A roadside bomb has killed seven police officers and injured another in Badakhshan, a remote northeastern province of Afghanistan, officials say.
The officers were killed when the bomb hit their vehicle in the district of Darayim, Shams-Ul Rahman Shams, the deputy provincial governor, said on Sunday.
The injured officer was evacuated to a provincial hospital, where his condition was reported to be critical, Shams said.
Zabiullah Mujahid, a spokesman for the Afghan Taliban, claimed responsibility for the attack.
The anti-government group appears to be increasing its strength in the country's northeast.
The Taliban claimed on Saturday that it was in control of Nuristan, a province which adjoins Badakhshan.
The developments come amid accusations by General Stanley McChrystal, the US and Nato commander in Afghanistan, that Iran is training and arming the group.
"The training that we see occurs inside Iran with [Taliban] fighters that move inside Iran, and then the weapons we see come from Iran into Afghanistan," he announced in Kabul, the Afghan capital, on Sunday.
McChrystal did not provide any material to substantiate his assertions, other than saying that the multinational forces that have fought the Taliban fighters for the past eight years have "clear evidence of Iranian activity".
"Iran is a neighbour of Afghanistan and as any neighbour has natural interest inside Afghanistan, and I think in many cases the assistance they provide and the interaction is healthy," he said.
However, Iran's assistance to the Taliban was "inappropriate", he said.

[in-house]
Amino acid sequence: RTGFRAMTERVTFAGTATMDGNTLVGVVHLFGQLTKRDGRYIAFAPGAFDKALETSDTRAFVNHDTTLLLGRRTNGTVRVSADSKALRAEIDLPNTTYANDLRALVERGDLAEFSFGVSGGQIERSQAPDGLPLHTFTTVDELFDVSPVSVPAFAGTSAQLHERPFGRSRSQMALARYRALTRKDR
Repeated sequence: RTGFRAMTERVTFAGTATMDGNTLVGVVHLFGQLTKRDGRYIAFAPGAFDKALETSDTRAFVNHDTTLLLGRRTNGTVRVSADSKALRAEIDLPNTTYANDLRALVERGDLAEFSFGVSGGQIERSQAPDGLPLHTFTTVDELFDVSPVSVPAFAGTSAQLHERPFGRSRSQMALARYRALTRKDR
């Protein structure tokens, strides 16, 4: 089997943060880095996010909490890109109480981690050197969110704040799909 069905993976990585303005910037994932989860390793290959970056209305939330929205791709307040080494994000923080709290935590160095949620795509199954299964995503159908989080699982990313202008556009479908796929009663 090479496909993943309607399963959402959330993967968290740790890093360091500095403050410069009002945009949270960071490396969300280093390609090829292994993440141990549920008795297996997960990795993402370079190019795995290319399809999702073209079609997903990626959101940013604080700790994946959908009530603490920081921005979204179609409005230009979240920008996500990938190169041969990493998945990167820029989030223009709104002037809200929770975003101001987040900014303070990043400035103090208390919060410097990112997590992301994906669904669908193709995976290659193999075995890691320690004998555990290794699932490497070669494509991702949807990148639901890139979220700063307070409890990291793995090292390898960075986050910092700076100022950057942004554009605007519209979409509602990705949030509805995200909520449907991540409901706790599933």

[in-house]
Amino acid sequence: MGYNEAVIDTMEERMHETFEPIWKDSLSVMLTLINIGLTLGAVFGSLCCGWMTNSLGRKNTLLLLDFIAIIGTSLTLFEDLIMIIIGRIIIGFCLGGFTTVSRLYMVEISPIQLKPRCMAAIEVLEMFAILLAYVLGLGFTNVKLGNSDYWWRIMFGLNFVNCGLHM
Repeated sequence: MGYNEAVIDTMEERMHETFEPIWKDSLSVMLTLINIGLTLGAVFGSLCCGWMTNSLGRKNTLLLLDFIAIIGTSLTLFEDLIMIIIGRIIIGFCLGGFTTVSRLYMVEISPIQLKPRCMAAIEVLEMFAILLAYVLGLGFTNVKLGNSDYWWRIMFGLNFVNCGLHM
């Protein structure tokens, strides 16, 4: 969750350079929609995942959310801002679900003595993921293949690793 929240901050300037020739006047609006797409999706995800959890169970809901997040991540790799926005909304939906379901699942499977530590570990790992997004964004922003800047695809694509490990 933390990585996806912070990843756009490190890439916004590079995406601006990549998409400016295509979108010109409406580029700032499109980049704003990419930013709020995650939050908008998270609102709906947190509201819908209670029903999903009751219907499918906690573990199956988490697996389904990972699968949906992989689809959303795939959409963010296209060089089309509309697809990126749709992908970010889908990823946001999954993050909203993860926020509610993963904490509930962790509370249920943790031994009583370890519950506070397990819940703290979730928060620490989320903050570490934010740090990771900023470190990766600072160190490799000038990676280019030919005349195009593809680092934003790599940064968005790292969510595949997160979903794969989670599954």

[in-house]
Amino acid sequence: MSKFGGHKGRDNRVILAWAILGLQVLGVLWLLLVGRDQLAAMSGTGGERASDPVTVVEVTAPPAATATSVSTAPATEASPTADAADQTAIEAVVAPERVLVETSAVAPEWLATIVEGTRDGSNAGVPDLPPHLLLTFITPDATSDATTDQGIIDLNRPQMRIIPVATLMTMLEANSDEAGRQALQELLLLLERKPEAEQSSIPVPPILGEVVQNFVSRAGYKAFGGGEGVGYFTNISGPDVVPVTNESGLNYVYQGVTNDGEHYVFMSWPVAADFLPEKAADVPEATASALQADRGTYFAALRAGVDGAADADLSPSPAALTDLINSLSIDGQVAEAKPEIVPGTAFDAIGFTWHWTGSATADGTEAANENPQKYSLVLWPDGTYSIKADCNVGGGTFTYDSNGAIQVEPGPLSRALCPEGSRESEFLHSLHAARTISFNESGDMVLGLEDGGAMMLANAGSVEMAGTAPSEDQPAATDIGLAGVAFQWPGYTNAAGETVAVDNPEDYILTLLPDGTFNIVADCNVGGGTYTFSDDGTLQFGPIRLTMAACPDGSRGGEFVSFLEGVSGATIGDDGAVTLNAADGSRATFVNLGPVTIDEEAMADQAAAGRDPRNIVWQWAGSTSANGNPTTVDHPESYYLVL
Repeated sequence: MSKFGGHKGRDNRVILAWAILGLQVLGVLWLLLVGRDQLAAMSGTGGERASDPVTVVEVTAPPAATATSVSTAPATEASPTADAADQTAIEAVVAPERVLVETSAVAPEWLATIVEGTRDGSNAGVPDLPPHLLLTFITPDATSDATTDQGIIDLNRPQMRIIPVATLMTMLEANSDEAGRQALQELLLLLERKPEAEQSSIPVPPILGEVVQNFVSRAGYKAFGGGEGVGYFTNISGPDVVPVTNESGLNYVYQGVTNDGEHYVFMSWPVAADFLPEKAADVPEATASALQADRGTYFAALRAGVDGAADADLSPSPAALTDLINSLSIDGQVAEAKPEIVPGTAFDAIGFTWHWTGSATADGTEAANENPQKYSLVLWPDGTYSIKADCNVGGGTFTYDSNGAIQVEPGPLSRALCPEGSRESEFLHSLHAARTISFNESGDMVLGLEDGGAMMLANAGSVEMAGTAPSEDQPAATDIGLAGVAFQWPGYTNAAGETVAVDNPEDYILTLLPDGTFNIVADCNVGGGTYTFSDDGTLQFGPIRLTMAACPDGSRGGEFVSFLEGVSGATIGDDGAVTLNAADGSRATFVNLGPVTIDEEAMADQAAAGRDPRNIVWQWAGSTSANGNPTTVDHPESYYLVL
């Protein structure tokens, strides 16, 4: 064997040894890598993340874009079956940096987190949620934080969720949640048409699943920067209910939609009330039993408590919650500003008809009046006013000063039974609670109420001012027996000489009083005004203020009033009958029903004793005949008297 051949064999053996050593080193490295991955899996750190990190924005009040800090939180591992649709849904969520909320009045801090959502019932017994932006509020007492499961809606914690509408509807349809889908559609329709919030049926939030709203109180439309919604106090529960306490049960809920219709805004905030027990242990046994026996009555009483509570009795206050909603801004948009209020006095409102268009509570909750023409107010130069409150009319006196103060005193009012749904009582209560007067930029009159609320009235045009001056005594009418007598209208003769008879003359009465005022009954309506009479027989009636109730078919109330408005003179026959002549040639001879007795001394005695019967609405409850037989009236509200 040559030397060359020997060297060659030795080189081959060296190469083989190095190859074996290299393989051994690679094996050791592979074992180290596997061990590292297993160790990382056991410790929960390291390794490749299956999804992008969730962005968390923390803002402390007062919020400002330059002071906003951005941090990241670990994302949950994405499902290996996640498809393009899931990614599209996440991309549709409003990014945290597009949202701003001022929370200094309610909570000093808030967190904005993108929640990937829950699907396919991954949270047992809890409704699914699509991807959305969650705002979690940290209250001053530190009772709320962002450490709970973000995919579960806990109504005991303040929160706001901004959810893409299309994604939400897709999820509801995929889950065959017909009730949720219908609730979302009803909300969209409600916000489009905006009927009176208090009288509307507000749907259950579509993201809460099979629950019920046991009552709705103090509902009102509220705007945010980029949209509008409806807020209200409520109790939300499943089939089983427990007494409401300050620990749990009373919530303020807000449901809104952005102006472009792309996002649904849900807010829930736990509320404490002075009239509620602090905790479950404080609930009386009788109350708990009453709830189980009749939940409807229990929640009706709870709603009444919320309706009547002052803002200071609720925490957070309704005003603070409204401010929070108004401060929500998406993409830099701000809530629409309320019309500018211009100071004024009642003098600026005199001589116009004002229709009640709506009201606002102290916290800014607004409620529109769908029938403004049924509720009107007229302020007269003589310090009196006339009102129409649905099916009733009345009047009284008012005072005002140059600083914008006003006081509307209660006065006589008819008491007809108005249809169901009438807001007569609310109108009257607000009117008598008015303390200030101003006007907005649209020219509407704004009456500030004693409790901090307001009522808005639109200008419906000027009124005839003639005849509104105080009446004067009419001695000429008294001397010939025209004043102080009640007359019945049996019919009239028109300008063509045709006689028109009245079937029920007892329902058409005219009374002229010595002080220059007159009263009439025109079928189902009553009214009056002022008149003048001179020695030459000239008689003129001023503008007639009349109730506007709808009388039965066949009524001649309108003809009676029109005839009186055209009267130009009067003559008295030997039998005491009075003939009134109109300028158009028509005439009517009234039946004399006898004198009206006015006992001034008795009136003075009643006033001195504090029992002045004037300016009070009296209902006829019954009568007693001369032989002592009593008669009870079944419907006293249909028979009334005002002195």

"To the degree that it is inappropriate, we are working to limit what it is now and stop it in the future," McChrystal said.
Iran has in the past repeatedly denied that it supports the Taliban and in turn accused the US of playing a "double game" in Afghanistan.
Afghan officials say they have no evidence that Iran is helping the Taliban.
In another development related to the multinational force in Afghanistan, Brigadier-General Daniel Menard, the chief of Canadian forces operating under Nato, has been dismissed.
Colonel Simon Hetherington, the acting commander, said Lieutenant-General Marc Lessard, commander of Canadian forces abroad, had relieved Menard of his command because of an "alleged inappropriate personal relationship".
Menard has been on leave from Afghanistan for several weeks.
He pleaded guilty on Tuesday at a court-martial in Canada to accidentally firing his weapon at Kandahar Air Field in March and was fined.
The dismissal would not have an impact on the Canadian mission in southern Afghanistan, Hetherington said.
The developments come against a backdrop of increased efforts by the US and Nato military forces to defeat the Taliban by deploying thousands of extra forces.
A major campaign is planned in and around Kandahar city in Afghanistan's south in the coming months.